WRF’s Dan Kane, Josh Morse, Jay Chancellor, Sara Rose Tanenbaum, and Taylor Ganz in the Bighorn Mountains, July 2016
UHPSI Director Charlie Bettigole working with WRF’s Dan Kane and Lucyann Murray in the Bighorn Mountains, July 2106
arch Fellowship 2016
Soil Sampling with Dan Kane in Wyoming and Montana—Building Viability for Rangeland Carbon Markets
Each pin on this map represents a field visit by one of our Western Research Fellows. From what would have been a handful of pins near Sheridan two years ago, UHPSI has expanded it’s reach across Wyoming, Montana, and several other western states. Students have worked with land mangers, NGO’s, agencies, and other universities across the Northern Rockies. Sour ce:
Rounding up cattle in Pinedale with Sara Rose Tannenbaum
Mapping and Geospatial Analysis at UHPSI
apping plays a critical role in
oogle Earth Engine (GEE) is an open-source remote sensing
our work both in New Haven and
platform for which UHPSI has been a trusted tester for the past three
Wyoming. Mapping, using a variety
years. While GEE is still in early developmental stages, it is a powerful
of GIS and remote sensing technolo-
tool, allowing researchers access to over 35 years of satellite imagery
gies, has been the backbone of our
from all over the world, as well as a powerful cloud-computing platform
scientific programs for the last four
for analyzing and processing data. We’ve been fortunate to be among a
years. Our team of staff, in tandem
relatively small group of scientists and practitioners adopting this tech-
with F&ES faculty, work to prepare students to head towards western
nology. We believe it holds enormous potential for influencing on-the-
careers in land management with a robust tool spatial toolkit. This in-
ground land management
cludes: Geo-spatial analysis—using staff capacity to build mapping tools for
land managers, while also mentoring students, and involving their devel-
from Google to develop algorithms for their ever-growing user group.
oping knowledge to create more robust products.
We’ve directly applied many of these tools with on-the-ground land
Boots on the ground mapping—whether it’s sitting down around the kitchen table with a rancher, sharing a screen remotely with collaborators, flying unmanned aerial vehicles, or field testing phone/tablet/GPS applications, we’ve got it covered! Cartography- we take pride in our ability to tell stories with our maps. We’ve received numerous awards and recognition for our map designs, and we take pride in our ability to work with collaborators to deliver products that are clear, concise, and beautiful!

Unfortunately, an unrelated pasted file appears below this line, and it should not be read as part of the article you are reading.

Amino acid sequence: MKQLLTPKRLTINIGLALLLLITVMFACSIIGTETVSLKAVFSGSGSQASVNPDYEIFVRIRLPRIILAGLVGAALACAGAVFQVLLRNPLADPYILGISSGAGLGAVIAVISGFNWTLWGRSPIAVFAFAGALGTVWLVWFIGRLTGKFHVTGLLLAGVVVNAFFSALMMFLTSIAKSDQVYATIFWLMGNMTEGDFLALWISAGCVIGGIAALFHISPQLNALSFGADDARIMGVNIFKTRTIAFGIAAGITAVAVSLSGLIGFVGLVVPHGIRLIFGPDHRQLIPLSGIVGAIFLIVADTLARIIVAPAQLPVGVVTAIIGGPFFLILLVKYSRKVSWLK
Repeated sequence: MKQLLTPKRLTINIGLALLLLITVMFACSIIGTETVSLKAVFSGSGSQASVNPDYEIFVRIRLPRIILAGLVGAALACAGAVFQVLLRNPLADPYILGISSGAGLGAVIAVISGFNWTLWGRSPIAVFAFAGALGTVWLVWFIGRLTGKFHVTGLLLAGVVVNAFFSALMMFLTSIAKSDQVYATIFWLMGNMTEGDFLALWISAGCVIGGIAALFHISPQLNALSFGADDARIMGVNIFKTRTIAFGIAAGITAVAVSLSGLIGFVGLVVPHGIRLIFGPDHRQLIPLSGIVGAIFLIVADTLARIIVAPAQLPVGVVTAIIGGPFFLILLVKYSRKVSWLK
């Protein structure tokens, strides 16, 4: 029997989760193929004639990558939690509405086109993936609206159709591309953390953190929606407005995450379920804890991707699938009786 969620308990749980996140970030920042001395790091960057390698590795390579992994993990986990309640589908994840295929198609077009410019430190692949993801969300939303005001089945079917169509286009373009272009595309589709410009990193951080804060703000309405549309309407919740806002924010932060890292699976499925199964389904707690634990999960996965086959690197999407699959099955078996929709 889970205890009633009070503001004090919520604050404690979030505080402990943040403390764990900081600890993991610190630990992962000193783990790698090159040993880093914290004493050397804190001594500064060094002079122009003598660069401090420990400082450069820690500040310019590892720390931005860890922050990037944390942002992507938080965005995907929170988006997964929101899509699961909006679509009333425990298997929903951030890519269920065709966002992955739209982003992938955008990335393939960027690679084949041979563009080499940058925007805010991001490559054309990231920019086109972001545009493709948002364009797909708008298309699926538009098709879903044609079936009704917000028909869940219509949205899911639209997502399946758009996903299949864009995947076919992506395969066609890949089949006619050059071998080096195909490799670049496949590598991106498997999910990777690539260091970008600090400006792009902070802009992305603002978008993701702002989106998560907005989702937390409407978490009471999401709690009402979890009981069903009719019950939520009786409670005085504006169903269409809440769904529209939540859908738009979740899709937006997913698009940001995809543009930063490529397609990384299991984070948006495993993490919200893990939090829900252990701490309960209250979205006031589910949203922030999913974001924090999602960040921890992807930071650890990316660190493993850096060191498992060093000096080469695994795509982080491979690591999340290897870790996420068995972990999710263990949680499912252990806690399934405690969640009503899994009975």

ver the last three years, we have received two research awards
managers to reinforce and support management decisions.
Google Earth Engine—Cheatgrass
n partnership with the University of Wyoming Extension (Brian
Mealor – Director, Sheridan Extension Center), we are working on a collaborative project, which will investigate the abilities of time-series analysis in GEE to map the current and historical distributions of cheatgrass (Bromus tectorum) across the western United States. Cheatgrass is an invasive annual grass whose introduction into the American West has had a catastrophic impact on rangeland ecosystems and Western livelihoods. Cheatgrass’ unique phenology, drought tolerance, and adaptation to fire enables the species to outcompete native annual and perennial vegetation and to alter traditional/ historic fire regimes.
e have collected data, and our master’s students and staff
have begun beta testing our algorithms in Google Earth Engine, largely working off of UW’s extensive database of cheatgrass density estimates from across the state of Wyoming (n>20,000 points). We ultimately hope to translate the algorithms into a user-friendly tool to aid in management and decision making, and to build upon the successes Dr. Mealor’s team has had in working with state and local governments.
Russian Olive Mapping
HPSI signed on to assist with a USDA-NRCS RCPP grant for the
Tongue River Initiative led by TNC Wyoming, and in conjunction with Sheridan Community Land Trust (SCLT), Sheridan County Conservation Commission, NRCS, Wyoming Game and Fish, Trout Unlimited, Sheridan County, and Wyoming DEQ. UHPSIâ€™s contribution has been the mapping of Russian Olive (Elaeagnus angustifolia) across the Tongue River and its tributaries. Russian Olive is a woody invasive, historically planted as windrow and garden trees, which rapidly displaces native vegetation, particularly in riparian areas.
ver 2016, we harnessed the latest in object-based remote sensing al-